Hadassah panelists at town hall

Hadassah’s Greater Detroit region hosts Michigan politicians for a town hall meeting June 6 to address hot topics.

Featured photo courtesy of Greater Detroit Hadassah

Hadassah, the Women’s Zionist Organization, has several advocacy priorities, including gun control, reproductive choice and combatting anti-Semitism. The organization’s Greater Detroit region invited Michigan state representatives and senators to a town hall meeting June 6 to discuss those issues and more.

Approximately 75 attended the meeting at Hadassah House in West Bloomfield, where they heard state representatives Ryan Berman, Kyra Bolden, Christine Greig and Robert Wittenberg and state senators Mallory McMorrow and Jeremy Moss. All represent districts that include parts of Oakland County.

Hadassah’s position on guns states that “the widespread availability of and easy access to firearms significantly escalates the violence” and supports stricter legislation for gun control.

All of the speakers agreed efforts are needed to stem gun violence, though Berman, the only Republican in the group, said he thought existing legislation might be sufficient. A reserve police officer and firearms instructor, he said he is committed to working with Democrats to find solutions.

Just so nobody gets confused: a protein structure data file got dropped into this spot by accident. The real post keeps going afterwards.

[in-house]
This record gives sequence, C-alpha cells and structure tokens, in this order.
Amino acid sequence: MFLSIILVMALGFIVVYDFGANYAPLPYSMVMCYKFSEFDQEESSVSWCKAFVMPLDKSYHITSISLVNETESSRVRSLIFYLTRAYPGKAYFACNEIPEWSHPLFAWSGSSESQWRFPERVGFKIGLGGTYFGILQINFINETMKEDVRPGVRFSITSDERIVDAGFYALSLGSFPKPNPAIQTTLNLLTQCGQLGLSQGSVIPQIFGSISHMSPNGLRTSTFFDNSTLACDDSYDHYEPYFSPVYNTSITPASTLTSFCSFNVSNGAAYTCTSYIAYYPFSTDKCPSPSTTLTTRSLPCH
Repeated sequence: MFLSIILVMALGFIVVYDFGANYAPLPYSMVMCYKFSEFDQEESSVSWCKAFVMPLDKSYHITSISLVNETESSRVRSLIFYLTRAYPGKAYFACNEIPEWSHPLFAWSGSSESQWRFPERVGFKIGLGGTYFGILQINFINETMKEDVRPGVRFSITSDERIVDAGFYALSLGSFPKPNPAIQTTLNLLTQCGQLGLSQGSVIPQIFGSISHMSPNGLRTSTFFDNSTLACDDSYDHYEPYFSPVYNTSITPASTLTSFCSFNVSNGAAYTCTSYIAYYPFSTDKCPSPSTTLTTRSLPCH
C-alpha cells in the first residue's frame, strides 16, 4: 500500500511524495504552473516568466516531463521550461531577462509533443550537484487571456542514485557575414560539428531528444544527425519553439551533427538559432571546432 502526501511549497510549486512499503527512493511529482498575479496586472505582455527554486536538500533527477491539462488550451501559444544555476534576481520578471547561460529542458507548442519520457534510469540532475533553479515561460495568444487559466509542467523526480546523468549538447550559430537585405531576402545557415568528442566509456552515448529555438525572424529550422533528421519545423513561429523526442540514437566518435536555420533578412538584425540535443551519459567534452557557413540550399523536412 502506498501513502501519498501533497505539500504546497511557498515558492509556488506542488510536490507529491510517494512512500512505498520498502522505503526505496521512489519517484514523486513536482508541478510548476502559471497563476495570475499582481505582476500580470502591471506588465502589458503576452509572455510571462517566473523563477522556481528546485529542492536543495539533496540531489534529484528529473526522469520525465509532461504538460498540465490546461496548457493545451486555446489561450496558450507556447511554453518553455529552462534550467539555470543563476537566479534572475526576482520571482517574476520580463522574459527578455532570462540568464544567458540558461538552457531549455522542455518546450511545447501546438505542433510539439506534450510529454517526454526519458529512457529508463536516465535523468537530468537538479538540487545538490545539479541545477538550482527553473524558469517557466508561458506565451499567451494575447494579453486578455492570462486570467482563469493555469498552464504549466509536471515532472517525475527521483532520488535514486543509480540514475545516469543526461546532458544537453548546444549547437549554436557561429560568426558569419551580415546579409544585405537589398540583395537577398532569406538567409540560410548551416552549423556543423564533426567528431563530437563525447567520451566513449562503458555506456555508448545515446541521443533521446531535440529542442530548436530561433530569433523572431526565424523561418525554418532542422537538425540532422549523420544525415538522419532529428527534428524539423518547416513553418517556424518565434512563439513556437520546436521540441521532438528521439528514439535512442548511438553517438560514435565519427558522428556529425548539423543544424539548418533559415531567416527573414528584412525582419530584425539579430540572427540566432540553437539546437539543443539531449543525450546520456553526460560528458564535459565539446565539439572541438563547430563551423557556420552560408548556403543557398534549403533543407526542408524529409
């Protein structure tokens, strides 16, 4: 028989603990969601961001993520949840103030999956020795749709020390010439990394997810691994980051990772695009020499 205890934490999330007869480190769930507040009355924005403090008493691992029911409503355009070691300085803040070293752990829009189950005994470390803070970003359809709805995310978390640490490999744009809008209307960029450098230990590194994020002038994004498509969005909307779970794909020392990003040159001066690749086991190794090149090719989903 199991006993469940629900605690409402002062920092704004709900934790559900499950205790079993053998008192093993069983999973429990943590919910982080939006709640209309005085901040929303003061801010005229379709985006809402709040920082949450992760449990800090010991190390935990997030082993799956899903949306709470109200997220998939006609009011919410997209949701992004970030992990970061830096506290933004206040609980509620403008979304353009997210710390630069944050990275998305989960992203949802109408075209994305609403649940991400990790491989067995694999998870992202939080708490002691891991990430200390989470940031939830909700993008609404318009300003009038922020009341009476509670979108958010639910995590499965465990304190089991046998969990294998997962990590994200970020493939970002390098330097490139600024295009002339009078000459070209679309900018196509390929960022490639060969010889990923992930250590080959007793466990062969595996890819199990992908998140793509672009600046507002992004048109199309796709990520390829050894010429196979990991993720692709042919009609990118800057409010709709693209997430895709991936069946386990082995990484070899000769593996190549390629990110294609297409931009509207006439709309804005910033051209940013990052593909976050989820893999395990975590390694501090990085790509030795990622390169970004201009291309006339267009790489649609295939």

On women’s health, Hadassah “reaffirms its unwavering support for full and complete access to reproductive health care services and a woman’s right to make health decisions according to her own religious, moral and ethical values.”

Berman said he voted for legislation that would outlaw a medical procedure called “D & E,” dilation and extraction, performed in a small percentage of pregnancy terminations. He described it as “dismembering a live baby.”

The other representatives felt equally strongly that legislators should not dictate medical choices to physicians.

D & E is the safest way to terminate a pregnancy in the second trimester, said Bolden, and whatever choices a woman makes about her own body is none of her – or other legislators’ – business.

All of the speakers agreed about the need to combat the rising tide of anti-Semitism. McMorrow noted that Oakland County is very diverse and has been a leader in tamping down hate by being thoughtful and “intersectional.”

Moss noted that a recent ranking of states made Michigan 44th in “quality of life,” which includes combatting hate crimes. Attorney General Dana Nessel wants to create a statewide hate crimes unit, but the GOP legislative majority cut that request from the budget, he said.

Greater Detroit Hadassah President Fran Heicklen commended the panel for working with the organization. “We have almost four thousand members in Detroit,” she said, “and we vote!”

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